The two pieces that formed the one-night-only "Kabuki in Washington" at the Warner Theatre on Wednesday were performed without projected titles or English purred into headsets, yet almost nothing cried out for translation. The story lines of the traditional dance plays were easy to grasp, leaving the audience ample room to admire the rigorous artistry of the Heisei Nakamura-za Kabuki Troupe.
For the uninitiated, a synopsis of the show was read from the stage beforehand by a woman clutching a sheaf of papers -- the only inelegant moment of the night. As it turned out, a solid majority of the crowd was on familiar turf. They knew Nakamura Kankuro, the company's star, on sight, and welcomed him with an ovation. That affection was contagious as Kankuro became the charming centerpiece of "Bo-Shibari (Tied to a Pole)" and a figure of rare command in "Renjishi (Dance for Father and Son Lions)."
The dialogue in "Bo-Shibari" was nearly nonstop, but you didn't need to know Japanese to laugh at the antics and the broad, almost musical speaking patterns of two conniving servants with a taste for sake. The performance is sprung by the idea that even though the master of the house ties up the servants, it doesn't prevent them from reaching the cask of sake and finding inventive ways to drink. Kankuro, with his wrists tied to a pole that rests across his shoulders and the back of his neck, even managed to dexterously flip a saucer from his left hand to his right, bringing smiles all around.
Nakamura Hashinosuke was Kankuro's nimble partner in crime, dancing with ginger high steps as his blood alcohol level rose. But Kankuro's characterization was particularly mesmerizing, from his hot-dogging with a martial arts pole (during which his face revealed a servant who is quietly full of himself) to his stately drunken dance, executed with the fierce concentration of the supremely soused. When the master finally caught the rascals, the essence of Kankuro's pathetic thick-tongued response was internationally recognizable.
While the acting was delightful enough, the surrounding technique was equally absorbing. A dozen or so musicians sat in two straight rows at the rear of the stage, playing drums, flute and shamisen (a three-stringed instrument plucked with a Y-shaped plectrum the size of a slingshot). They also supplied vocals that hovered in the realm between melody and chant. When the actors required props, the koken -- stagehands -- scurried into action, moving in a graceful straight-backed crouch, knees pumping like pistons.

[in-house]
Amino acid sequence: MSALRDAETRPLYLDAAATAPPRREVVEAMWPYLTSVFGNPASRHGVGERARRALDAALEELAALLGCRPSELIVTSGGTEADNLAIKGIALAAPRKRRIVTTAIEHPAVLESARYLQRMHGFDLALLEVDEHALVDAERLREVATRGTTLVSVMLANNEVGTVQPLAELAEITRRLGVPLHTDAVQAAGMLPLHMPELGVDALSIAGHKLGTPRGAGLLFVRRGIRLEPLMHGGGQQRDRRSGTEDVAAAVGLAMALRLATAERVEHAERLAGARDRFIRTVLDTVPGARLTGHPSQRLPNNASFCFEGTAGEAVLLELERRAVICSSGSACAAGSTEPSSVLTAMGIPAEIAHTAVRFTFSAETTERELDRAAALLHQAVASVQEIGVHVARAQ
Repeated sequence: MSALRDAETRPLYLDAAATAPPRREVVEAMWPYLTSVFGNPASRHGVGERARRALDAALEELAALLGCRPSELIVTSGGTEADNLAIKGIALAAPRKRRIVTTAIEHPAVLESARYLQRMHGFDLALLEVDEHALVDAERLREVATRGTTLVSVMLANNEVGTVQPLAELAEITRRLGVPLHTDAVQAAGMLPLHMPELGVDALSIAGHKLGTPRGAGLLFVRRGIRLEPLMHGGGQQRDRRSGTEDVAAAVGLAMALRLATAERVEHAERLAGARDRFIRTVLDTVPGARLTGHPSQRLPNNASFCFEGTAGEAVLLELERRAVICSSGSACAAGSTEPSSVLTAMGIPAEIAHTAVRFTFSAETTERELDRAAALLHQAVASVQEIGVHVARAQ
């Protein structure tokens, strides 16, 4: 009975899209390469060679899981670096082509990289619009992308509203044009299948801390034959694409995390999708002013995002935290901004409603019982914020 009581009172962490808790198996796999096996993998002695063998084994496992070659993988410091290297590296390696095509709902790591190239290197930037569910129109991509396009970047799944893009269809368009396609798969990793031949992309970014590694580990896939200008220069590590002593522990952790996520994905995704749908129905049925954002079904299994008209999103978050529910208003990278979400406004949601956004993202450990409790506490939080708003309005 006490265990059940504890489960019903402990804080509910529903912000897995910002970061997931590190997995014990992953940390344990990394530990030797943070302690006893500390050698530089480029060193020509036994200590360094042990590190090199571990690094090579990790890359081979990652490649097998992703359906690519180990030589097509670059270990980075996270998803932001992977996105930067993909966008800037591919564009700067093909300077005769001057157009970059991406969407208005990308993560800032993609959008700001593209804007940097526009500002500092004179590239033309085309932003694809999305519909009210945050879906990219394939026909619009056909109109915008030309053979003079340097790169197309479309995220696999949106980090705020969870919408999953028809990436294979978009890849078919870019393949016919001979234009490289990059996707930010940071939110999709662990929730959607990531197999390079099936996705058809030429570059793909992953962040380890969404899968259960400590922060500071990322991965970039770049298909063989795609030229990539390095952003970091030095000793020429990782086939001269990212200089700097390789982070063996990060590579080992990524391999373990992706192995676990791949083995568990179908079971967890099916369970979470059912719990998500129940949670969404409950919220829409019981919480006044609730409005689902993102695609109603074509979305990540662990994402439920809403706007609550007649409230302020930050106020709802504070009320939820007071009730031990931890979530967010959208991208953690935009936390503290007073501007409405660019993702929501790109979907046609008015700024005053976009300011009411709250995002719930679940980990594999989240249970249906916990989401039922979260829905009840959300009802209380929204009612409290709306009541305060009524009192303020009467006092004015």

For majestic entrances and exits, a hanamichi, or ramp, was erected over a section of seats on the left side of the theater. Kankuro made particularly striking use of the hanamichi in "Renjishi": When he reappeared in the second half of this largely danced piece, he paused as he neared the lip of the stage, then zipped backward some 20 feet on the narrow ramp in a stunning tightrope act. It was as if someone had punched a "fast rewind" button. The audience was dazzled.
So it was, too, at the end of "Renjishi," a stately coming-of-age dance full of floor-thumping stomps that Kankuro performed with his son, Nakamura Shichinosuke (who played the emperor in the movie "The Last Samurai"). Having swapped the lion's-head hand puppets of the first portion for long, furry manes that trailed behind them as they walked, father and son engaged in a traditional proud mane-tossing finish, swinging their heads and carving great furry arcs in the air for so long and with such rising intensity that they evoked three separate ovations. Not for mortals, this stuff.
With a complicated, 400-year history, there's a lot more to kabuki than what can be summoned in a single performance. This show amounted to only a taste, seemingly from the conservative side of the menu. And there is no telling when Washington will get more (and maybe something more challenging). Still, this expertly rendered sample certainly whetted the appetite.